You don’t have to look too hard these days to find a mention of coconut oil on the Internet. And you can also find coconut oil in your local grocery store, where it’s practically been flying off the shelves. But is this fat really a “superfood,” as many claim, or do we need to step back and learn more about this tropical oil before we add heaps of it to our meal plans?
Pure coconut oil, the kind that doesn’t contain any hydrogenated fats, is a highly saturated fat. 92 percent of its fatty acids (the building blocks of fat) are saturated. Compare this to heart-healthy olive oil, which is only 15% saturated fat. One look at coconut oil and you can quickly see that at room temperature, it’s a white, solid fat (a sign that it’s saturated). Food manufacturers, especially candy makers, love using coconut oil in their products because it stays fresh for a long time and doesn’t melt easily.
Coconut oil is an unusual type of fat in that it has a blend of different types of short and medium chain fatty acids. Because it’s a fat that comes from plants, it has no cholesterol. Supporters of coconut oil claim that its fatty acid profile may help with:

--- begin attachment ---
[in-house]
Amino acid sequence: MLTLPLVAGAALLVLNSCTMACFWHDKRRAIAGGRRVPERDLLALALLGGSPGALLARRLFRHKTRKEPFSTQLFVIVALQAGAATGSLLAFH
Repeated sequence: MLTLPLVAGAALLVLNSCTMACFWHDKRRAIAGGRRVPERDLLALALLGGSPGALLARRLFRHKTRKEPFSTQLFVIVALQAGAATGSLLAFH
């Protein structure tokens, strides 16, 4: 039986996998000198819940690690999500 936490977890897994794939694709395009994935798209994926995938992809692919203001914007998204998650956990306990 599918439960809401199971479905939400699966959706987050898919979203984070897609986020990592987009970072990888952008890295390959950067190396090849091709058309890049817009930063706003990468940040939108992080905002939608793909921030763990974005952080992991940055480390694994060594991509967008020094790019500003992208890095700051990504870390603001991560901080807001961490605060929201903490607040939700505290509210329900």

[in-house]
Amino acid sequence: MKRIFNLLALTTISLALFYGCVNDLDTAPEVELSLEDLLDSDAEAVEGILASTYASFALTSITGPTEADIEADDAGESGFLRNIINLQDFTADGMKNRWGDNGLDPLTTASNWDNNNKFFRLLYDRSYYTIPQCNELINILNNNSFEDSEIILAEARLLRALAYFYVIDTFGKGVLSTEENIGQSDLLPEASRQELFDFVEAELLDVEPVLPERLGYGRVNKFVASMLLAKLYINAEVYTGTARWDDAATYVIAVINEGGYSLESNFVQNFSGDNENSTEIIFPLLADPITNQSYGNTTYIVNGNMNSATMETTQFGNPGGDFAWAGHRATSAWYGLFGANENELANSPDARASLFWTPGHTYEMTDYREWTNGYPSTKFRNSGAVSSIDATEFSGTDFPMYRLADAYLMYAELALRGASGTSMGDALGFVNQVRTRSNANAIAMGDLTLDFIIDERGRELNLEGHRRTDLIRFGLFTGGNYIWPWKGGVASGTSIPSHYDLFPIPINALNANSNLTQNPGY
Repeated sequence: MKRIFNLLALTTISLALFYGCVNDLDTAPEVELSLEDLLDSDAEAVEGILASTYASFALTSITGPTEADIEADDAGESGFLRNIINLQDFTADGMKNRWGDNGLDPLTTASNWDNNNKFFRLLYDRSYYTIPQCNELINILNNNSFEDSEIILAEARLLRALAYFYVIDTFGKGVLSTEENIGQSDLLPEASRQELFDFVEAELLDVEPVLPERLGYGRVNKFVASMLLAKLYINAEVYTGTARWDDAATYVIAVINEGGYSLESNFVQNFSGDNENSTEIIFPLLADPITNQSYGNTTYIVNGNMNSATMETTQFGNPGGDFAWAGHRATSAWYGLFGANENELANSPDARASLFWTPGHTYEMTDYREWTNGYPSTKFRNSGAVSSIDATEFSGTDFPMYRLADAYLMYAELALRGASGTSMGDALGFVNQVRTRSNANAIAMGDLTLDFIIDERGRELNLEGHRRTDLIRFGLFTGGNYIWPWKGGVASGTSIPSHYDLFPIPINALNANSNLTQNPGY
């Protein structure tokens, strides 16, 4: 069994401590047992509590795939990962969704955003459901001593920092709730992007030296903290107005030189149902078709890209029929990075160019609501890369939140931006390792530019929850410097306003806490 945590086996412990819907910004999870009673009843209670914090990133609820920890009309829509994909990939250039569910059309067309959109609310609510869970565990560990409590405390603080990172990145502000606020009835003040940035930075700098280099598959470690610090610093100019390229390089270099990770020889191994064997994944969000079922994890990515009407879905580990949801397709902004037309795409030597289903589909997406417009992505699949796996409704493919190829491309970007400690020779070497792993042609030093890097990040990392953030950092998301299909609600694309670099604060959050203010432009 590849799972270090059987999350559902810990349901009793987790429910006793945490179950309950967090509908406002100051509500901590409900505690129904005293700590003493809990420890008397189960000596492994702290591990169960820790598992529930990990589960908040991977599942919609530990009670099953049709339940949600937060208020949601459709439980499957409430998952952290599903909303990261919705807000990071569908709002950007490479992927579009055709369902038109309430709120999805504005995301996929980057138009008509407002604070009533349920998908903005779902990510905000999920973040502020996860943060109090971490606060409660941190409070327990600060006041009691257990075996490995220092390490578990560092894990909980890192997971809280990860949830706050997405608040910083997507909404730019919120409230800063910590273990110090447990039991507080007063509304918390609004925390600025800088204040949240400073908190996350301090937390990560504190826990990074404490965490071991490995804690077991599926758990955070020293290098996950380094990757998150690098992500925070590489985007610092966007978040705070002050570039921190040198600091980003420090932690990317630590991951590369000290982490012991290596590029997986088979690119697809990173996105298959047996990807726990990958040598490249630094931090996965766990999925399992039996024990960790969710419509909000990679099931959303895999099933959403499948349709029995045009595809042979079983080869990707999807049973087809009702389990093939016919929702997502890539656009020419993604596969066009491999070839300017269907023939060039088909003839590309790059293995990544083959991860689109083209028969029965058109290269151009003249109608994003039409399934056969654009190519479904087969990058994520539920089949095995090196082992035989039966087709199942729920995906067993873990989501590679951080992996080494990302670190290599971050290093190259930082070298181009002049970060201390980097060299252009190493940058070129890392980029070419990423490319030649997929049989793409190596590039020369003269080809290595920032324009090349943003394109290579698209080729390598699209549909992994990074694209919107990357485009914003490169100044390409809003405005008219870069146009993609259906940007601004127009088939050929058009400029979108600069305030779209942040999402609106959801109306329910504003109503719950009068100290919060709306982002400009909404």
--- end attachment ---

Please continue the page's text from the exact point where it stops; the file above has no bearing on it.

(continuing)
- Weight loss
- Diabetes control
- Thyroid disease
- Raising HDL (good) cholesterol levels
- Slowing the aging process
- Improving hair and skin condition
- Fighting off viruses and bacteria
- Boosting brain function in people with Alzheimer’s disease
Coconut oil is indeed a unique type of fat, and it may be true that using small to moderate amounts in your diet can be helpful. However, it’s important to understand that there is not much credible research to support these health claims. Many of the studies that have been done with coconut oil have involved lab animals, not people. And the studies done in humans have been small and conducted over a very short amount of time. One small study, done with young Malaysian men and women fed coconut oil for 5 weeks, showed higher levels of both LDL (bad) and HDL (good) cholesterol. However, health experts are quick to point out that raising HDL cholesterol does not mean that coconut oil is necessarily a healthy fat to use, especially as coconut oil also raises LDL cholesterol.
Some health experts and organizations, including the American Heart Association, don’t support the use of coconut oil over olive oil, canola oil, and peanut oil. This is because of the lack of strong, scientific evidence that coconut oil provides any real health benefit.
What To Do
While there’s no good proof that coconut oil is a superstar food, it doesn’t mean that you can’t include it in your cooking and in your food choices. Coconut oil has a high smoke point, making it ideal for frying foods. If you decide to give it a try, make sure that you purchase unrefined, “virgin” coconut oil. Refined coconut oil is highly processed and may contain trans fats, which are a harmful type of fat. Also, use coconut oil sparingly. Like all fats, coconut oil is high in calories. One tablespoon has 120 calories and 14 grams of fat. Until we learn more about coconut oil, continue to eat mostly heart-healthy fats, such as olive oil, nuts, seeds, oily fish, and avocado.